The Nino Caruso (1928-2017) retrospective "Forms of Memory and Space" at the National Museum of Modern Art, Kyoto (MoMAK) is solicitous to celebrate both the art and industrial elements of the Italian postwar ceramist-cum-sculptor's oeuvre. More than 100 works, documents and designs have been selected to capture his preferences for art and commercial applications over art-world trends.

Caruso was born in Libya, then an Italian colony. While on a summer holiday to the Adriatic coast in 1940, the hostilities of World War II left the young Caruso unable to reunite with his family for years. Later, when back in Tripoli in 1947, he worked at an automotive plant as a mechanical turner, before being expelled in 1951 for political activities involving the Communist Party.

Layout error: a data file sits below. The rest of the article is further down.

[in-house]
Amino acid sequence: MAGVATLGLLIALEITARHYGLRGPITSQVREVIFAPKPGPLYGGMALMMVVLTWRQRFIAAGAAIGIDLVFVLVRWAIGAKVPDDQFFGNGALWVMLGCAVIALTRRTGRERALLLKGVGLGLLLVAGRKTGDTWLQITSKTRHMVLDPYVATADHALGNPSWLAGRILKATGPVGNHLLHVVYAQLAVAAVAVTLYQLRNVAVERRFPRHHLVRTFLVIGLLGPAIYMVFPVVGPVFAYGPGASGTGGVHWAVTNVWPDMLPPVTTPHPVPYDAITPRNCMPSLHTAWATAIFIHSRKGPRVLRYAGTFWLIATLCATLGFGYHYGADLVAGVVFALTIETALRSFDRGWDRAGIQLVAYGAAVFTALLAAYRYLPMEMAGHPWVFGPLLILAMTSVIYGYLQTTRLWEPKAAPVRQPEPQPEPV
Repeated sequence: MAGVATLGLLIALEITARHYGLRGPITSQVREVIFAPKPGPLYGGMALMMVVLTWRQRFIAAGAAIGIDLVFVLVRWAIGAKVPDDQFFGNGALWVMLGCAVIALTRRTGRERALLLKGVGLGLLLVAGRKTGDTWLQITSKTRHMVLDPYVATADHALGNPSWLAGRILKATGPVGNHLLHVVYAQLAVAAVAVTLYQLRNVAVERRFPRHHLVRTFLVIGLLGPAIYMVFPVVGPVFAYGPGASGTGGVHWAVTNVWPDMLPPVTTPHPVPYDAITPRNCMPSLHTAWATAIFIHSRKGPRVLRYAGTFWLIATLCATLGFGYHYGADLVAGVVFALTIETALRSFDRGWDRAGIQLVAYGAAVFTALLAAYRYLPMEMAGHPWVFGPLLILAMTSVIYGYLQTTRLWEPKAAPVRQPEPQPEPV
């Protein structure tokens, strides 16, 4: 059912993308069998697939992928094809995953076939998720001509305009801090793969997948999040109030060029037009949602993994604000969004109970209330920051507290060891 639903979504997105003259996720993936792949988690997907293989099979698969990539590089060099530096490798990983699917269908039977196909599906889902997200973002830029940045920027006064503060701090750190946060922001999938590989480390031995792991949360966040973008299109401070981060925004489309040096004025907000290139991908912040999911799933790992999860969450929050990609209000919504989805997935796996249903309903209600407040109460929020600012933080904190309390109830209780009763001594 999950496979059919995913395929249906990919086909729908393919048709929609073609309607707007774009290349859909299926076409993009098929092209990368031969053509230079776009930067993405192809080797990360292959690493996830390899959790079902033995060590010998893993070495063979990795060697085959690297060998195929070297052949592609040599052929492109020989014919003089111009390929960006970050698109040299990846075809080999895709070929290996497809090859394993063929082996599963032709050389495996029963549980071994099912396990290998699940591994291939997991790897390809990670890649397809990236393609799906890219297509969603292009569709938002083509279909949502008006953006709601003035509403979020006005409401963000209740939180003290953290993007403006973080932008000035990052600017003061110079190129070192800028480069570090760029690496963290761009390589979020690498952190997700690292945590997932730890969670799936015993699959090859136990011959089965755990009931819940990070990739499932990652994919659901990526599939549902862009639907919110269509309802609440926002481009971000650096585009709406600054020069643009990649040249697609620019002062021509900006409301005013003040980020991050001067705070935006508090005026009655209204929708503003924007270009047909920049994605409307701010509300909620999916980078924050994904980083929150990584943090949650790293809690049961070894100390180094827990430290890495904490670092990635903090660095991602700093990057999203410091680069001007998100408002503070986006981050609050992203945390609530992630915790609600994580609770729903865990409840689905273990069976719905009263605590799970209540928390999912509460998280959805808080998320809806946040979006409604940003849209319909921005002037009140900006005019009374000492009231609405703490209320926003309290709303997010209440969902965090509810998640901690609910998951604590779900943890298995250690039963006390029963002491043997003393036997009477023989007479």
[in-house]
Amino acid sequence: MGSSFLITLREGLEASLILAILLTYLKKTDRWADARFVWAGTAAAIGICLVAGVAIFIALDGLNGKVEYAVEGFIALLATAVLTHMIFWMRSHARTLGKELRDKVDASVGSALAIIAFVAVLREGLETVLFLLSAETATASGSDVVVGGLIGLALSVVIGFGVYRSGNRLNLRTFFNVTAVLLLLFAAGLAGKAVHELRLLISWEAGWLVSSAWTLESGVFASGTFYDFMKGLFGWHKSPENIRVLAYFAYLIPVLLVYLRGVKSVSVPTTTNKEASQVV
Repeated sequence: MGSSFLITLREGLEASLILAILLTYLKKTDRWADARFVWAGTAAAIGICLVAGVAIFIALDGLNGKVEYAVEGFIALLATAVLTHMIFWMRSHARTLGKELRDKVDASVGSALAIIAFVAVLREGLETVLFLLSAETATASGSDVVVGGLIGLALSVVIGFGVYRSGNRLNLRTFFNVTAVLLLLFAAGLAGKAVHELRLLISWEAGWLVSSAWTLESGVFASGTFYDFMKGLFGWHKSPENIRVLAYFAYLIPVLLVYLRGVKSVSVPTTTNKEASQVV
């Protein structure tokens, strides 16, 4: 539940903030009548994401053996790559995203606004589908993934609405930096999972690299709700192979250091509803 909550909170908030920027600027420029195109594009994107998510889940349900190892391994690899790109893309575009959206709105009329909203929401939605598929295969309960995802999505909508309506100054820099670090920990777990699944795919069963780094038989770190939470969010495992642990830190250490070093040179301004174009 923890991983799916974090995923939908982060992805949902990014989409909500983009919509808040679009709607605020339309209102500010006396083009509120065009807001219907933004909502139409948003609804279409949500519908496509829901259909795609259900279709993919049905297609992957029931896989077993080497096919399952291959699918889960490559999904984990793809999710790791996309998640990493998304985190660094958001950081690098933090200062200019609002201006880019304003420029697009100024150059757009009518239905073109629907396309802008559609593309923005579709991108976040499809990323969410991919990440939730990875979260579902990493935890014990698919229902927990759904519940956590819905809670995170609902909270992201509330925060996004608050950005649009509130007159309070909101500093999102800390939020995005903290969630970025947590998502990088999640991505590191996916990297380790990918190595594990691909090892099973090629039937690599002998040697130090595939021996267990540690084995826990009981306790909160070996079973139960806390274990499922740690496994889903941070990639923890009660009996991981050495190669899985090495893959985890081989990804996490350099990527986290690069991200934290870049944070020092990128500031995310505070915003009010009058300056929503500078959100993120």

It was in Rome that Caruso embarked on a ceramist's career. His first solo exhibition in 1956, however, fell victim to a fire. Nevertheless, international recognition followed. His "Archaic" series favored comparatively conservative vessels formed from coiled clay and rough glazes inspired by Greek amphorae, decorated with human figures, as represented in the MoMAK exhibition by "Embrace" (1957).